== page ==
Comparative Guts

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Organs of the abdomen

Cambridge, Gonville and Caius College, MS 190/223, fol. 5r; 12th cent. CE

Photo: By Permission of the Master and Fellows of Gonville and Caius College, Cambridge.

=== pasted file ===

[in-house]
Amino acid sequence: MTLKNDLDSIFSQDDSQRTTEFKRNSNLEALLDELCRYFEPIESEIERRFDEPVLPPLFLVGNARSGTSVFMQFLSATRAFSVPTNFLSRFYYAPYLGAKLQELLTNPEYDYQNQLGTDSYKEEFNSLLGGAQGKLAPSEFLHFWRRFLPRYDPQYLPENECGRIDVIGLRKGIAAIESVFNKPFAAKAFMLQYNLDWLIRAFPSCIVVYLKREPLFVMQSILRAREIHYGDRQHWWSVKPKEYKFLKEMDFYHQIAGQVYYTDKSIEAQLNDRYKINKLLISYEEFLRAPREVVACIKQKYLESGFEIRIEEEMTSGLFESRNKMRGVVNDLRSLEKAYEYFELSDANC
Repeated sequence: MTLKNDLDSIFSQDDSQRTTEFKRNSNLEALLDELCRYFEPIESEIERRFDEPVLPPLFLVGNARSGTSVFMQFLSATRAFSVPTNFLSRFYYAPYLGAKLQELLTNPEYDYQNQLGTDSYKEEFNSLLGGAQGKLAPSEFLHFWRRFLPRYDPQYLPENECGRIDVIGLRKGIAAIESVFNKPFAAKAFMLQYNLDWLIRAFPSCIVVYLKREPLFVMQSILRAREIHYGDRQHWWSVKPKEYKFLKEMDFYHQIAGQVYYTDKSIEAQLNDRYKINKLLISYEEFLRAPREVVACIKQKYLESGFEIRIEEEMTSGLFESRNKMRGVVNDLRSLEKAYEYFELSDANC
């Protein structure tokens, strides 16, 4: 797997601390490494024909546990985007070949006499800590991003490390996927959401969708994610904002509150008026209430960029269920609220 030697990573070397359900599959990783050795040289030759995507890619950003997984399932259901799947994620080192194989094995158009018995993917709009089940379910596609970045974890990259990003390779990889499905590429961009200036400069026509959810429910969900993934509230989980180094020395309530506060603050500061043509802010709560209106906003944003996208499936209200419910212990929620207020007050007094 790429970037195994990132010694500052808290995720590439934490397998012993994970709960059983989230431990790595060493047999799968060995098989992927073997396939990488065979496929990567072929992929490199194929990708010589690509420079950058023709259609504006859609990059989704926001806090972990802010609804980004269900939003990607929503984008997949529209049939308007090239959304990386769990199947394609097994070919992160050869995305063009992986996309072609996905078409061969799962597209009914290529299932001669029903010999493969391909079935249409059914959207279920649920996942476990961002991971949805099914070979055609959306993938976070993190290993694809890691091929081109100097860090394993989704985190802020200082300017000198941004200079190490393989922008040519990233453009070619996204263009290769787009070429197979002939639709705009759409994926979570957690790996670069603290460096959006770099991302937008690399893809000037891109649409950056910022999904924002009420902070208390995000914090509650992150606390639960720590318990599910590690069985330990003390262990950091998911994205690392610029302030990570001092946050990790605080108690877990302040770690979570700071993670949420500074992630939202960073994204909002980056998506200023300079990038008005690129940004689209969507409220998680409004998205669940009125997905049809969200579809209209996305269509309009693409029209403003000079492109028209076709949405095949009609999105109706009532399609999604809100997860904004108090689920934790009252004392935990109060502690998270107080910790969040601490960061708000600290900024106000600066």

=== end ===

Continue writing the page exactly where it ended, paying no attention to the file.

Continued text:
While the five figures representing the five bodily systems are the core of the Five-Figure Series, several iterations include nine figures rather than five, adding on depictions of the male reproductive tract, abdominal organs, female reproductive tract, and brain and ocular organs (whence the newer moniker, Nine-Figure Series). This 12th century image—from the earliest surviving set of nine—shows the abdominal organs removed from the bodily cavity and laid out in a non-sequential pattern. The liver (the tulip shaped organ in dark brown) appears twice, juxtaposed with both the stomach (center) and the gall bladder (upper right) as a way of tackling its three-dimensionality. The cross section of the stomach (top left) includes pockets of each of the four humors, mainstays of digestive theory. These choices reveal a detailed conception of discrete organs and their individual roles in the complex and theoretical physiology of digestion.